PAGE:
Terminal 5 Remediation
Terminal 5 (T-5) is among the largest of the Port of Seattle’s (Port) container handling and storage facilities, at 3443 West Marginal Way SW, Seattle. This 185-acre facility serves as an efficient container transportation hub through on-dock intermodal transportation. Using intermodal on-dock container transfer supports the port’s Green Gateway strategy by expediting the container movement process and reducing emissions. Of all containers offloaded at intermodal docks such as T-5, 75% leave the terminal through rail, reducing in-city freight truck miles by 180,000 per year.
In 1994, the port expanded the original T-5 facility to include several surrounding properties that could be redeveloped to accommodate intermodal container handling, a larger container marshaling area and increased berthing area. Properties included in the scope contained known historical contamination that needed to be addressed during construction. The Department of Ecology (DOE) divided the facility into multiple cleanup sites known as Remedial Areas (RA) to reflect different contamination sources associated with historical operations. Five RAs were outlined, four of which were cleaned up under oversight of the DOE, and one was with oversight by the Environmental Protection Agency (EPA).
On the cleanup areas (RA-1, RA-2, RA-3, RA-5), formal agreements called Consent Decrees (CD) under which the cleanup action plans were developed and implemented with oversight by the Department of Ecology. Previous industry located on these RAs included steel fabrication, a rail yard, small businesses along Spokane Street and the West Seattle landfill. A variety of contaminants were produced from these industries including steel slag, polychlorinated biphenyl's (PCBs), total petroleum hydrocarbons (TPHs) and various metals. Various remediation techniques were used for each RA’s specific cleanup action plan. These RAs are currently managed through long-term monitoring and include restrictive land use covenants.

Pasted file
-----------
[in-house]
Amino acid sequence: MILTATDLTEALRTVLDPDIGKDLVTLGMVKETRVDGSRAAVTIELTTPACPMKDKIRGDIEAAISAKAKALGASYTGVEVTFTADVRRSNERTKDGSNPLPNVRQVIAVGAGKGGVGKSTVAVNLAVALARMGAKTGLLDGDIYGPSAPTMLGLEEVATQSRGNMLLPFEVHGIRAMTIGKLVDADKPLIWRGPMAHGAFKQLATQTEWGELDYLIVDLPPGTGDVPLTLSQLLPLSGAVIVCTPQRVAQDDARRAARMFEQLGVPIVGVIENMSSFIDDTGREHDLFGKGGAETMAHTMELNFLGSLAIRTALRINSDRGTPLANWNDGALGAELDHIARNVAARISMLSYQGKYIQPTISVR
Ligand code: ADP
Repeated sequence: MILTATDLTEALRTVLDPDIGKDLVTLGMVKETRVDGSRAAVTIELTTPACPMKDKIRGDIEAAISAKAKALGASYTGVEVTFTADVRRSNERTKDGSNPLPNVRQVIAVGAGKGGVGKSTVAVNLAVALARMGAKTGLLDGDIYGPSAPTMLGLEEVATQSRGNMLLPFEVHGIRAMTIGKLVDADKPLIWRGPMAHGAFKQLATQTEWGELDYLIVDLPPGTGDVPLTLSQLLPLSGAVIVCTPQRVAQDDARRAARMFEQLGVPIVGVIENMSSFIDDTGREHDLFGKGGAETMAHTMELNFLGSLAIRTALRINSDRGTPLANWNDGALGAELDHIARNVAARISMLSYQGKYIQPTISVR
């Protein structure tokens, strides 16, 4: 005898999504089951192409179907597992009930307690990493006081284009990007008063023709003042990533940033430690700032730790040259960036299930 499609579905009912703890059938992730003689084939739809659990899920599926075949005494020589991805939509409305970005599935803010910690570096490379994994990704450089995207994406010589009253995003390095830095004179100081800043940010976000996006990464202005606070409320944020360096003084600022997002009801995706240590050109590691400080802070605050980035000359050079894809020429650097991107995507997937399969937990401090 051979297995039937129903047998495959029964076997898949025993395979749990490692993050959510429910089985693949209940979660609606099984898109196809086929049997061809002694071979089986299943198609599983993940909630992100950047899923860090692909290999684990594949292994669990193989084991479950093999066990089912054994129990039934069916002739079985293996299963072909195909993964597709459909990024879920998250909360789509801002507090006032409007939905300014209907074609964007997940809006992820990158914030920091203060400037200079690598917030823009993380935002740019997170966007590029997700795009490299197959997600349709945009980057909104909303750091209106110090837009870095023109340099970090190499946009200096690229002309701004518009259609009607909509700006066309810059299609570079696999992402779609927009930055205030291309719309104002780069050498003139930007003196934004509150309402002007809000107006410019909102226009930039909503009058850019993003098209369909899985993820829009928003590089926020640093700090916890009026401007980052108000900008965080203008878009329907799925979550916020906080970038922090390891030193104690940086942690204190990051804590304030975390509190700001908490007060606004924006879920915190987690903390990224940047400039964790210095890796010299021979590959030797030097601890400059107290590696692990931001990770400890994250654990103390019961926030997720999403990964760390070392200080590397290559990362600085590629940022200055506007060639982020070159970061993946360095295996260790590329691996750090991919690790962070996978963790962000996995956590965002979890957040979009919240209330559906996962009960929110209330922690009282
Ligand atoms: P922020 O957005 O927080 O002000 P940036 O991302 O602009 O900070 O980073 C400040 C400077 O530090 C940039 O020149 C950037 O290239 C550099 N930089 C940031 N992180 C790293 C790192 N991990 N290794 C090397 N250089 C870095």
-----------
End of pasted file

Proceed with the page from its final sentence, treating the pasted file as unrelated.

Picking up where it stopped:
RA-4 was listed on the National Priority List (NPL) in 1994, as the Pacific Sound Resources (PSR) Superfund site. Contamination associated with wood-treatment occurred at this facility from 1911-1994. During construction, the port remediated the facility to standards required by the EPA and used this area for facility expansion and public access.
As part of the redevelopment project, the port created Jack Block Park, on the northwest corner of the T-5 property. This 15-acre park provides public shoreline access, accessible pier, a 45-foot high observation tower and panoramic views of Seattle. The park also provides views of the container operations at T-5 that support the local economy.
To offset construction in the intertidal zone during redevelopment, the port also created a restoration site known as Turning Basin Number 3, featuring 1.3 acres of restored native estuarine aquatic habitat. Restored in 1999, the site now flourishes among its industrial neighbors on the waterway.